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Anderton Letter To Richard Prebble On Funding

20 April 2001

Hon Richard Prebble MP
Room 8.07A
Bowen House
Parliament Buildings


Dear Richard

I have been sent a copy of your booklet Closing the Gaps with an invitation to respond to it. I am glad to take the opportunity to do so.

The booklet presents itself as a set of policy papers. My principal response after I had read it was disappointment, particularly as it emanated from a group which announces itself as ‘the party of ideas’, because it did not seem to qualify for that description. It struck me rather as a combination of ill thought through notions and badly digested half-truths directed at scoring political points. One example of each of these should suffice to illustrate my point.

Firstly, in your own section of the publication you make some observations under the heading of ‘The Treaty’, about what you are pleased to call ‘the racial grievance industry’. This seems to me to be a gratuitous slur on those lawfully pursuing Treaty claims under the current legislation, but let us leave that to one side and look at your solution to this alleged problem. You suggest that any outstanding difficulties can be best dealt with by making generous offers to settle genuine Treaty claims. I am sure that many would agree. But how might this best be achieved administratively?

At the very least it would require those who felt they had a Treaty claim to pursue to identify themselves without imposing such strict criteria that some are unfairly excluded. It would then require a serious presentation of their carefully prepared and well researched case, and a similarly constructed Crown response. This might be the subject of negotiation, and if that failed to resolve outstanding issues, claims might be subject to careful consideration and appropriate recommendations by a specialist judicial body acting within the requirements which usually govern courts conducting reviews. All of this would require to be adequately funded. It is very hard to see how it might be done otherwise if all parties, including the Crown on behalf of citizens at large, are to have an adequate opportunity for the matter to be canvassed and for everyone be treated fairly. I have no doubt that you would entirely agree with this.

My point is that what I have just described is exactly what we have now. Your apparent new direction, upon examination, is nothing of the sort and is instead suggesting to all practical purposes that we go on doing what we are doing already while trying to present your policies as a new and different direction. This seems to me to be less than frank with your readers. In fact, to the extent that your proposal has been worked through to its conclusion at all, it seems to me to be a thinly veiled appeal to some contemporary political prejudices of a particularly offensive sort. I wondered when I read the section of your booklet dealing with the Treaty what Maori members of the ACT party, and indeed your own Maori MP, Donna Awatere-Huata, make of it. This is what I mean by ‘ill thought through notions’.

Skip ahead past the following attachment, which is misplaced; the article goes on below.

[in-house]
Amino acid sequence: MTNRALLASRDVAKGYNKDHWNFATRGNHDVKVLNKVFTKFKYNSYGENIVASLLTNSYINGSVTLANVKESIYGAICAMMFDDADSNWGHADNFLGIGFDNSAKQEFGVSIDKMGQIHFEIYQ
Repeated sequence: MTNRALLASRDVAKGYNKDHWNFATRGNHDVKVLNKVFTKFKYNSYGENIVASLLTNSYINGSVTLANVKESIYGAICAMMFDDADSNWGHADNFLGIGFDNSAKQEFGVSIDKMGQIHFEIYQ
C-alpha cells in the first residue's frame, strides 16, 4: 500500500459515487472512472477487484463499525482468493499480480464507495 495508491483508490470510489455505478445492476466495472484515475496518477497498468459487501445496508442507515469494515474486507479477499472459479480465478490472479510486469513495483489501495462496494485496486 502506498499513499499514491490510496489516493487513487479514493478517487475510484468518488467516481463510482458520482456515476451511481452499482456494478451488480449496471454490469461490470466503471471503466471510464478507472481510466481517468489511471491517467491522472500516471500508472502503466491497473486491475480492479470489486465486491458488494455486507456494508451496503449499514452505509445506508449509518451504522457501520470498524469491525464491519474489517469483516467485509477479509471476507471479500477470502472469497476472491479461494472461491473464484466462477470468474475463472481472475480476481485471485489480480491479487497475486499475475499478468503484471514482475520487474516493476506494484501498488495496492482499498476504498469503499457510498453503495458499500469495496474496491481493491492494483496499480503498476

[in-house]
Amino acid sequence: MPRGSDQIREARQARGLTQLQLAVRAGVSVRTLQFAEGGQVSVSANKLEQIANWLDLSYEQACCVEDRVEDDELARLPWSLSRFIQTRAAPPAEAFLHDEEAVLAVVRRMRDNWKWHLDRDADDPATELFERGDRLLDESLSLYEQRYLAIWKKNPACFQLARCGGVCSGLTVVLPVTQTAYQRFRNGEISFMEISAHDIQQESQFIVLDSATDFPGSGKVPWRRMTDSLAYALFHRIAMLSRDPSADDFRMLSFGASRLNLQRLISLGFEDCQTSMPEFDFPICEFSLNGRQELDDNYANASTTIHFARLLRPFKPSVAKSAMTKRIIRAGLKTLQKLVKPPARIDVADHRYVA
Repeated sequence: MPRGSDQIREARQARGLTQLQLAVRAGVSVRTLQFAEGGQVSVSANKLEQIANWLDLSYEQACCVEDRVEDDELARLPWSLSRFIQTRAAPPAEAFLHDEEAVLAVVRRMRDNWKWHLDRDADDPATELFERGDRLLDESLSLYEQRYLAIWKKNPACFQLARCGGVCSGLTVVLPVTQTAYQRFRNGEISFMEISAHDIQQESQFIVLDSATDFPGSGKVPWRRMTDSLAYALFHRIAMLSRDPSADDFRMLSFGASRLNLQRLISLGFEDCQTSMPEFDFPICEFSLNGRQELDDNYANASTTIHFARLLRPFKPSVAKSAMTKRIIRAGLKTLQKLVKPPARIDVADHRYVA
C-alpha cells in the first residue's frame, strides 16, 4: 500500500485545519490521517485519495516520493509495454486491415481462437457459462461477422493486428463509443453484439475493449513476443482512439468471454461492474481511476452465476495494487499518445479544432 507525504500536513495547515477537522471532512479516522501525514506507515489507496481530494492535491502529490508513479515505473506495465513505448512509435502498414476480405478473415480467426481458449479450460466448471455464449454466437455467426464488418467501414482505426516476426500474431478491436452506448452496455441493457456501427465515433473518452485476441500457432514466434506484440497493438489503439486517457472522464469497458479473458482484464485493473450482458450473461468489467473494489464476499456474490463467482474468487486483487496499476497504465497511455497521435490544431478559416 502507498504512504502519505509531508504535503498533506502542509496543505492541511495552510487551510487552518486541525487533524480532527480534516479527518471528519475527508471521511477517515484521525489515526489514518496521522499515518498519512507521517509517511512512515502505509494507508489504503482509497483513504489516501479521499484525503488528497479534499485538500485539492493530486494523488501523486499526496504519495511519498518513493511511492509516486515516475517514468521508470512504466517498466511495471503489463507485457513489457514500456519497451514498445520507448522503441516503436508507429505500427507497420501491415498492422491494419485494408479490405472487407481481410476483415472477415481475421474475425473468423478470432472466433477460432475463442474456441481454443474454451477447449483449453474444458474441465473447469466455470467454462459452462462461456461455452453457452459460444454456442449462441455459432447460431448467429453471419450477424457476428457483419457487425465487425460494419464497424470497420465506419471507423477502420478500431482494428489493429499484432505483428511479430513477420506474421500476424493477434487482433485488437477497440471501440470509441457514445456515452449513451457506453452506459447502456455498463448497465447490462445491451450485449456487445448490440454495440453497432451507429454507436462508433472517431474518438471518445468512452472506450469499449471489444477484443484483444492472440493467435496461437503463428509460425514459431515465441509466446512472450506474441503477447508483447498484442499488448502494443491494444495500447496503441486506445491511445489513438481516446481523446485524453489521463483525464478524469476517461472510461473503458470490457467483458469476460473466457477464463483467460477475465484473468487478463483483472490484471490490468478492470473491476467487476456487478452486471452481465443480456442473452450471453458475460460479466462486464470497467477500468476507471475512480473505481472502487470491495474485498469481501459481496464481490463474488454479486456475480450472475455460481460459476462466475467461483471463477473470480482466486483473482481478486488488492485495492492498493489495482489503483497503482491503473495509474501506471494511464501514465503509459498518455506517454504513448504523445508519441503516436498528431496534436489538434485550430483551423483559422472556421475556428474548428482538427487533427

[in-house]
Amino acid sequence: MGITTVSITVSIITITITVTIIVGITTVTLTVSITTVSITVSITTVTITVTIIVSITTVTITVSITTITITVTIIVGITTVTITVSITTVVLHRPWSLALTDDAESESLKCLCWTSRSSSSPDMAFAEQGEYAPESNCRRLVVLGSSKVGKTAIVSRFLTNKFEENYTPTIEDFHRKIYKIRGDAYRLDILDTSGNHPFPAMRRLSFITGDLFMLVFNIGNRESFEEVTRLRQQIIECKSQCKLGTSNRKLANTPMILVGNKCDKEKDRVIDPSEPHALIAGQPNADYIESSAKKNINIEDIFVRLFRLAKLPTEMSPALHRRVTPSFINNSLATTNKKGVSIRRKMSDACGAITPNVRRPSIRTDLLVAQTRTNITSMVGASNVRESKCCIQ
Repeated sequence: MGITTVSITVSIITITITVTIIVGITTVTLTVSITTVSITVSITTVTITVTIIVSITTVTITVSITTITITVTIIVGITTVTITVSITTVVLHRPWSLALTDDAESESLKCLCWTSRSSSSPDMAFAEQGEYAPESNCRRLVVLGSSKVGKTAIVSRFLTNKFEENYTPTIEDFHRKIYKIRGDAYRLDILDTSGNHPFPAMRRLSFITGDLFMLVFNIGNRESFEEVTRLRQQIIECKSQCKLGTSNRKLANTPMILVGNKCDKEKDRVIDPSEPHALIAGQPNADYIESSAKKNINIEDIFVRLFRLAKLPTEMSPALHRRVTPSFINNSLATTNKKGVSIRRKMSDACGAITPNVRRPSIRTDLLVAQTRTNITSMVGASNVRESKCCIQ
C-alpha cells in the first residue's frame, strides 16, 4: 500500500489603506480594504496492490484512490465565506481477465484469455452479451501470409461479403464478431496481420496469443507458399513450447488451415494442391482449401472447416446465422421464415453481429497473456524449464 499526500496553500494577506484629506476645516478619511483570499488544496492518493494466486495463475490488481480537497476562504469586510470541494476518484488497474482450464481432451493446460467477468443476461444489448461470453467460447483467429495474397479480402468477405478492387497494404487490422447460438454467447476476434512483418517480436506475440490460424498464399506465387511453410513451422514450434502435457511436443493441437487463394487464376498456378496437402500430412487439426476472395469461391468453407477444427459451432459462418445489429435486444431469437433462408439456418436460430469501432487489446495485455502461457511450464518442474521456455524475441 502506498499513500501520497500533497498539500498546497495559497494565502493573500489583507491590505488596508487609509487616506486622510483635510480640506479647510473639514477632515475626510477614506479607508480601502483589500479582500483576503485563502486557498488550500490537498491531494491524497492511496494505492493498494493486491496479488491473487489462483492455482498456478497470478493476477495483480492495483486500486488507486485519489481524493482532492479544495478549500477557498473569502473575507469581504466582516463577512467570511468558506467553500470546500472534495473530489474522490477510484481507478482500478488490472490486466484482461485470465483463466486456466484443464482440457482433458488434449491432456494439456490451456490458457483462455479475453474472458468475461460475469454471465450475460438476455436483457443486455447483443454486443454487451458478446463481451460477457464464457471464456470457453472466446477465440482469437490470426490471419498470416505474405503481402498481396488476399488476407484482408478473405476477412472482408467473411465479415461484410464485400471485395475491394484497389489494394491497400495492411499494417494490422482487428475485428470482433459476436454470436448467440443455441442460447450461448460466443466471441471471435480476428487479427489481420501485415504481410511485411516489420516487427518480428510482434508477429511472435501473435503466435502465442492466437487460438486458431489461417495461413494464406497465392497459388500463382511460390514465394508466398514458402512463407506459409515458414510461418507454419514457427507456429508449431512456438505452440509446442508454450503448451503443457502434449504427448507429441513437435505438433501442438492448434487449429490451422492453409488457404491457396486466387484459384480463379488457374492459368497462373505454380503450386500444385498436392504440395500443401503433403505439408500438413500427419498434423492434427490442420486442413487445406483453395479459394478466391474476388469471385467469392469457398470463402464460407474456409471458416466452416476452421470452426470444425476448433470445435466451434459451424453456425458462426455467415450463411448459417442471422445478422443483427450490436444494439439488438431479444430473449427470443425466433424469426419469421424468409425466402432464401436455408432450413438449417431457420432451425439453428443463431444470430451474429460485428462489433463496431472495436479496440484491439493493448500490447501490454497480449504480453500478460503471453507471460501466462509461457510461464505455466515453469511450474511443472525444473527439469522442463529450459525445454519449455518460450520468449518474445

The other objection I have is to the use of what I have suggested are ill digested half truths. In this case my example is drawn from the section of your booklet prepared by your colleague Rodney Hide, who says in his piece on taxation that ‘our grandparents won the Second World War paying one dollar in four’. What precise conclusion Rodney draws from this is unclear from the text itself although he obviously thinks that it is important because he highlights it in bold type on the page. I hope, however that he is not suggesting that we won the war in question (or more accurately made a contribution to that outcome) by paying what would amount to a flat tax of 25%. That would be completely untrue on two counts.

The first is that by the end of the war the taxation rate on incomes of individuals was on average 32%. In addition to that there was special war taxation from 1942 to 1946 of 33.3% of ordinary tax and a war surcharge tax of one shilling and six pence on every pound of income. These taxes were not, by and large, imposed at a flat rate. On the contrary they were very steeply graduated and the top marginal taxation rate was as high as 70%. The income taxes noted were also supplemented by a range of additional indirect taxes, mostly in the form of excise and sales taxes. These facts are readily available in the official history War Economy by J V T Baker, subsequently the Government Statistician. So your claim is wrong in fact.